Motor Speech Exam 1: Flaccid dysarthria & other LMN disorders

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  1. Flaccid dysarthria results from damage to the __ ___ ___ or any component of the motor unit. What are the components of the motor unit?
    What cranial nerves are affected?
    • lower motor neuron (final common pathway), all movements affected 
    • cell body, axon, neuromuscular junction, muscle fibers
    • 5, 7, 9, 10, 11, 12; damage can be unilateral or bilateral
  2. What are the primary clinical characteristics of flaccid dysarthria? What is tone?
    • Weakness, hypotonia (floppiness), diminished reflexes
    • May also see atrophy, fasciculations
    • Electrical background activity in muscles
  3. What are some etiologies of flaccid dysarthria?
    What is paralysis?
    What is paresis?
    • Congenital, demyelinating (Guillen barre), infectious/inflammatory, degenerative (ALS), neuromuscular (myasthenia gravis)metabolic, neoplastic, traumatic, vascular
    • Complete inability to contract muscle
    • Reduced ability to contract muscle, weakness
  4. Trigeminal nerve (V)
    Elevator muscles of mandible
    • Elevates/depresses jaw
    • Tensor palatini-raises velum
    • unilateral damage=no significant effects
    • bilateral=consequential effects
    • Masseter, temporalis, pterygoids
    • Digastric, geniohyoid, mylohyoid, platysma
  5. CNVII (facial)
    2 branches
    Lesion before branching= damage to...
    Branch of facial nerve serving upper face receives bilateral innervation from UMN--damage results in...
    Branch of facial nerve serving lower face received unilateral innervation from opposite side of brain so lesion results in...
    • Ipsilateral side of face
    • UMN lesion: minimal effects d/t bilateral innervation
    • LMN lesion: contralateral lower face weakness
  6. CN IX: Innervates muscles that help shape ___
    involved in ___
    CN X: 3 branches
    • pharynx, gag reflex
    • pharyngeal, superior & recurrent laryngeal; adductors and abductors--innervates all intrinsic laryngeal muscles
    • Superior laryngeal branch unnerves cricothyroid
    • Recurrent innervates rest
  7. CN XI: innervates muscles of pharynx and larynx; accessory muscles of reparation such as ___ and ___
    CN XII: Unilateral or bilateral damage results in...
    • steernocleidomastoid, trapezius
    • weakness, atrophy, fasciculations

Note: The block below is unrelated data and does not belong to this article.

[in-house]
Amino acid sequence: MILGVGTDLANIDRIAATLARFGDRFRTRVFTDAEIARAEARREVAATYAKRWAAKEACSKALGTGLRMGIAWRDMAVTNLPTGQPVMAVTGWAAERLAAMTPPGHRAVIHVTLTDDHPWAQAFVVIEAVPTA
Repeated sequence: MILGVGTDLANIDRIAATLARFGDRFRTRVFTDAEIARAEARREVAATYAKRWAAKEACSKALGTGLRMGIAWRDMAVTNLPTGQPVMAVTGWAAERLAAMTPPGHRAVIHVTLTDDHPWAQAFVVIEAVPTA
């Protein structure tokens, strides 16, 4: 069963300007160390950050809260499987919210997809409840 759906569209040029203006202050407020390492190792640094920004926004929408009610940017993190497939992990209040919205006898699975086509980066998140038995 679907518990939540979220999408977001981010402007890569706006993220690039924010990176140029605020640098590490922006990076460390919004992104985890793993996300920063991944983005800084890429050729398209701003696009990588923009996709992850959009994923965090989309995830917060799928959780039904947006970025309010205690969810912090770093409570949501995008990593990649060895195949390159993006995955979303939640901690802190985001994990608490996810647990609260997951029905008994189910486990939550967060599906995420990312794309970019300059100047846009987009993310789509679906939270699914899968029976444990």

8. LMN disorder signs
    Hyporeflexia, muscle hypotonia, fasciculation, atrophy, focal or systemic
  9. How does head injury affect LMN?
    • CN VII and VIII
    • CVA, hypoxia, fatigue, memory impairment, concentration deficits, anxiety, thoracic trauma
  10. Unknown etiology causing flaccid dysarthria
    Bell's Palsy: Speech & Unilateral damage...bilateral...
    CN X:
    • Bell's Palsy: usually unilateral, sudden onset, rule out other problems like acoustic neuroma;
    • Unilateral: not much audible effect
    • Bilateral: Labial sounds  
    • result of surgery, usually unilateral; damage d/t trauma is usually bilateral effects depend on lesion
  11. Myasthenia gravis
    Age of onset?
    Muscle weakness? Other symptoms?
    • Age varies with type, generally random; more prevalent in women than men <40 and vice versa
    • Weakness is variable, varies with time of day and level of activity; Chewing and swallowing difficulties at end of meal
    • Also show ocular weakness, fatigue, dysphagia, speech problems
    • Symptoms vary with stress, exertion, heat, infection, PMS, pregnancy
    • Reflexes, sensation, coordination are normal 
    • Autoimmune disorder, affects neuromuscular junction, decrease amount of Ach that binds to receptor
    • Treat w/ meds, surgery, thymectomy
  12. Bulbar palsy
    Progressive disease; Denervation of muscles innervated from medullary cranial nerves (IX-XII). Initial sign is often ___ and ___ problems
    What are speech signs?
    • Dysphagia, speech
    • Hypernasality, imprecise consonants, breathy voice, mono pitch
  13. Speech motor evaluation of flaccid dysarthria
    Indicators of impaired respiratory support may include..
    • Intelligibility tests
    • Cranial nerve signs
    • Loudness differences, abnormal breathing patterns
  14. Respiratory concerns of flaccid:
    Patient's presenting complaints-may provide initial evidence of respiratory or phonatory involvement. Complaints may include....?
    Attention to...?
    • Fatigue during speech
    • SOB at rest, during exertion, or during speech
    • Ability to only say a few words per breath
    • Inability to increase loudness or shout
  15. Cough vs. Glottal coup?
    Sustained phonation time is also used a s a very general estimate of respiratory/phonatory capacity. What are caveats of this?
    • Weak cough with limited abdominal and thoracic excursion suggest its at the respiratory system
    • Weak glottal coup implies that the issue is at the vocal folds 
    • Confounded by interactions of effort and loudness, more accurately reflects maximum respiratory capacity rather than breath support for speech, age effects can be profound
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Motor Speech Exam 1: Flaccid dysarthria & other LMN disorders
2014-09-30 01:21:45
flaccid dysarthria motor speech

Flaccid dysarthria A&P, characteristics
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